The House Appropriations Committee today approved a provision prohibiting high-ranking government officials, including members of Congress and ambassadors, from lobbying on behalf of certain foreign governments for 10 years after leaving office.
The amendment to the fiscal year 2013 Financial Services Appropriations bill was offered by Rep. Frank Wolf (R-VA) and approved on a voice vote. Wolf introduced similar stand-alone legislation in March.
In addition to members of Congress and Ambassadors, the restriction would apply to the president, vice president and other senior political appointees in the executive branch who require Senate confirmation, including retired generals and admirals. Senior intelligence officials, including the director of the National Clandestine Service and CIA station chiefs, also would be barred from representing certain foreign governments.
The restriction also applies to representing foreign entities owned or controlled by these same governments.
The amendment Wolf offered today narrows the countries barred from representation to any designated by the State Department as a "Country of Particular Concern" (CPC) for severe human rights violations and religious persecution. This designation was created in the International Religious Freedom Act, which Wolf authored in 1998.
Burma, China, Eritrea, Iran, North Korea, Saudi Arabia, Sudan and Uzbekistan are currently on the State Department's CPC list.
Wolf pointed to the following examples as to why the ban is necessary:
BURMA: Several years ago, a former CIA station chief in Burma left government service and went to work for a D.C. firm that took on the Burmese junta as a client. The Boston Globe reported that this "former US intelligence officer worked on behalf of Burma as a $5,000-a-month lobbyist, trying to persuade American officials to adopt a more friendly stance toward the regime." The same year this station chief's firm was hired, the State Department human rights report detailed the Burmese government's abuses: "The regime's human rights record remained extremely poor In ethnic minority areas, security forces continued to commit extrajudicial killings and rape, forcibly relocated persons, used forced labor, and conscripted child soldiers."
CHINA: The House Intelligence Committee is currently investigating Chinese communications firms Huawei and ZTE. Politico reported June 18 that the leadership of the Intelligence Committee is "worried that China might be subsidizing the companies in an effort to make them an arm of cyberespionage, or worse, a vehicle for cyberattacks." Both companies have well-documented, deep ties to the Chinese government and the People's Liberation Army. The State Department also is investigating whether Huawei violated U.S. sanctions by selling equipment that could be used to monitor mobile phone users in Iran. Huawei has hired at least two former members of Congress.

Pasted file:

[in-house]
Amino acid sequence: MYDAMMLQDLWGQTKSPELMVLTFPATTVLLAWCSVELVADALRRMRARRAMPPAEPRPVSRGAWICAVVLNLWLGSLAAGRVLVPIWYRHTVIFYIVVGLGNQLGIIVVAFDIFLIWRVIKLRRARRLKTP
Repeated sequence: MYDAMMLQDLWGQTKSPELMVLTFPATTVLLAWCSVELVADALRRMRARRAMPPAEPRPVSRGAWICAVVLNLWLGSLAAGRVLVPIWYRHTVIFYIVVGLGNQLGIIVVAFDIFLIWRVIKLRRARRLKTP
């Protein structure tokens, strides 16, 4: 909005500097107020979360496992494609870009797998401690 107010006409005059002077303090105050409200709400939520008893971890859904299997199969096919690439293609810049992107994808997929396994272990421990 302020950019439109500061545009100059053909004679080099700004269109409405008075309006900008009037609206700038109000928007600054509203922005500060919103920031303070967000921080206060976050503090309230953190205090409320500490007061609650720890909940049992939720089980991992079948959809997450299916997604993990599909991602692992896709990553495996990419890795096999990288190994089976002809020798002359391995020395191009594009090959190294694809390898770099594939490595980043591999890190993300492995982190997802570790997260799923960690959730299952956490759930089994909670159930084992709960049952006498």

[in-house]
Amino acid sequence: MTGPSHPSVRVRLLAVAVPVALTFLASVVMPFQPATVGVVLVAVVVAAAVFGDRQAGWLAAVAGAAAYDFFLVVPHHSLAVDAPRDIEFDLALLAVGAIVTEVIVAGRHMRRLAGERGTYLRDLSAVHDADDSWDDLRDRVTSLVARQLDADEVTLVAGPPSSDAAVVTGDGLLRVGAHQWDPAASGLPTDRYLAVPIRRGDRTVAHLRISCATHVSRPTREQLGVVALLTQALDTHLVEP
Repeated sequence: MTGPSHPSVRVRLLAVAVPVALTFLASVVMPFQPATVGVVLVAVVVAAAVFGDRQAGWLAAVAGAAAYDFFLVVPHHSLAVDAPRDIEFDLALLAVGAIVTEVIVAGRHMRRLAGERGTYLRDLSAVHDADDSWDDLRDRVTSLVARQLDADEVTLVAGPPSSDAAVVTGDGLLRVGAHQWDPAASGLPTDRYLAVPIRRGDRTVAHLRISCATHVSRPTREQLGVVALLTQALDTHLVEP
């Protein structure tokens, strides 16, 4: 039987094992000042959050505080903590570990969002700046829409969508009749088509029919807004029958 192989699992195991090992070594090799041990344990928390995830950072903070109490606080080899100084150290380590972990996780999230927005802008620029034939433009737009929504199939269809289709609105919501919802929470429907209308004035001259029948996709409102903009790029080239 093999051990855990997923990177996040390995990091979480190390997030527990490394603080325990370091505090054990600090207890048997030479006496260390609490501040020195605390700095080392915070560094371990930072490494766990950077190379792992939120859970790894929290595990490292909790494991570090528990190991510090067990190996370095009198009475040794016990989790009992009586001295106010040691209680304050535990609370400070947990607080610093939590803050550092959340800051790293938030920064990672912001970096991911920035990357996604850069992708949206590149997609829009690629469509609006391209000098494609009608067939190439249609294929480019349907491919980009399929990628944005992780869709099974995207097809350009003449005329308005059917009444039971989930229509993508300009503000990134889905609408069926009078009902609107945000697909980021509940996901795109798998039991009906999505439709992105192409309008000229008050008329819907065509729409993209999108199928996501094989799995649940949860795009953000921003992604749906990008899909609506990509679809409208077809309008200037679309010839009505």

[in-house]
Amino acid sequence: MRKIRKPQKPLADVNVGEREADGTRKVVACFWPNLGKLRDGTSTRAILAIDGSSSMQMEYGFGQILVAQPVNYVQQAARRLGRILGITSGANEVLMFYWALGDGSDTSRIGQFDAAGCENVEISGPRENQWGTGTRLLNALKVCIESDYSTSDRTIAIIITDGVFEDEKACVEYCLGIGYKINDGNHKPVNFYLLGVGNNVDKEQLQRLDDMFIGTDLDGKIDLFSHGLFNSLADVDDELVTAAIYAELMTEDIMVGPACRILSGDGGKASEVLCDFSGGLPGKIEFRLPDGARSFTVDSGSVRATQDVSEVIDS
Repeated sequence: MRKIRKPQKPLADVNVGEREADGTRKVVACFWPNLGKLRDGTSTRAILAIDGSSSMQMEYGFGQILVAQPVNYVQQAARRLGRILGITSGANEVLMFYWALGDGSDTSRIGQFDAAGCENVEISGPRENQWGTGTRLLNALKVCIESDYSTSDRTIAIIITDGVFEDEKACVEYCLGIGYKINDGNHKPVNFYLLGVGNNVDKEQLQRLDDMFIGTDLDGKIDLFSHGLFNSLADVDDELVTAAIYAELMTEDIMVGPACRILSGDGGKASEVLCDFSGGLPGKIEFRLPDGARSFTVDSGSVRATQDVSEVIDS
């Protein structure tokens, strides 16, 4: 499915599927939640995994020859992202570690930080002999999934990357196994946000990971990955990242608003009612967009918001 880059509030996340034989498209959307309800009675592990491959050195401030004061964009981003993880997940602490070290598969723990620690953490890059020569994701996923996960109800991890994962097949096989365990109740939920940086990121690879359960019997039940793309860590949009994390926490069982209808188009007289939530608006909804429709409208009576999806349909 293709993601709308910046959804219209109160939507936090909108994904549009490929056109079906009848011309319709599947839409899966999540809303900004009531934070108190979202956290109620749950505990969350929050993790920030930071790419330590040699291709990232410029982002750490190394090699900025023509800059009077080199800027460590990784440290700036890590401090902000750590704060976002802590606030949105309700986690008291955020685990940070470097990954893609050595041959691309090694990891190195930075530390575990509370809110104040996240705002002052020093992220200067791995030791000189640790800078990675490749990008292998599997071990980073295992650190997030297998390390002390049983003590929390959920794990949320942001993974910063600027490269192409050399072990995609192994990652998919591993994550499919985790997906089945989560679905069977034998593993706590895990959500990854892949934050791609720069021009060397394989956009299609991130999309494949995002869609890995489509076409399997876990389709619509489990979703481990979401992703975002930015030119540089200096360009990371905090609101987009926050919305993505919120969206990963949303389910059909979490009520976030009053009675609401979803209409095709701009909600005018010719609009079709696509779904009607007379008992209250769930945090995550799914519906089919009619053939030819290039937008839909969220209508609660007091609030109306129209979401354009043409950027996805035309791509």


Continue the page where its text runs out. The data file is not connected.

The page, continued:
SAUDI ARABIA: A 2006 San Francisco Chronicle piece headlined "Feeding at Saudis' trough: Former U.S. envoys lobby for kingdom" indicated that in 2003, one U.S. ambassador to Saudi Arabia left his post and " joined the long list of U.S. ambassadors and other former American officials working directly or indirectly for the Saudi royal family." Wolf noted that Saudi Arabia's radical Wahhabism is taught in some of the most extremist mosques and madrassas, including along the Pakistan/Afghanistan border, and that their official textbooks are filled with hateful messages about minority faiths, including Christians and Jews.
Wolf also pointed to a 2007 Harper's Magazine article that said: "Although there are distinct limits to what they can achieve, lobbyists are the crucial conduit through which pariah regimes advance their interests in Washington."
Wolf has long been concerned by the practice of foreign governments, especially those with expressly different geopolitical aims than the United States, retaining high-powered lobbyists to help provide access and influence they would not otherwise have. In 2007, he tried to offer a similar amendment to major lobbying reform legislation moving through Congress but the then Democrat-controlled House Rules Committee rejected it.
Wolf said serving in Congress or as a United States ambassador is a high honor, and people should not walk out of government one day and then trade on their service the next, especially for governments who do not share the same values as the United States.
Wolf emphasized that he did not question the integrity of the overwhelming majority of men and women who faithfully serve this country with honor, but said there needs to be a defined "cooling off" period.
"For those who hold such prominent positions in government service, we must set a high standard to avoid even the appearance of impropriety," Wolf said. "In the private sector, businesses use non-competitive covenants to protect proprietary information from disclosure and abuse by former employees. Information gleaned in government service is no less valuable."
Wolf said the bill would go a long way toward restoring public confidence in the institutions of government and changing the culture in Washington.
"When people believe that special interests, especially foreign interests, have undue influence in our system of government, trust in the very institutions of governance is eroded at our great peril," Wolf said.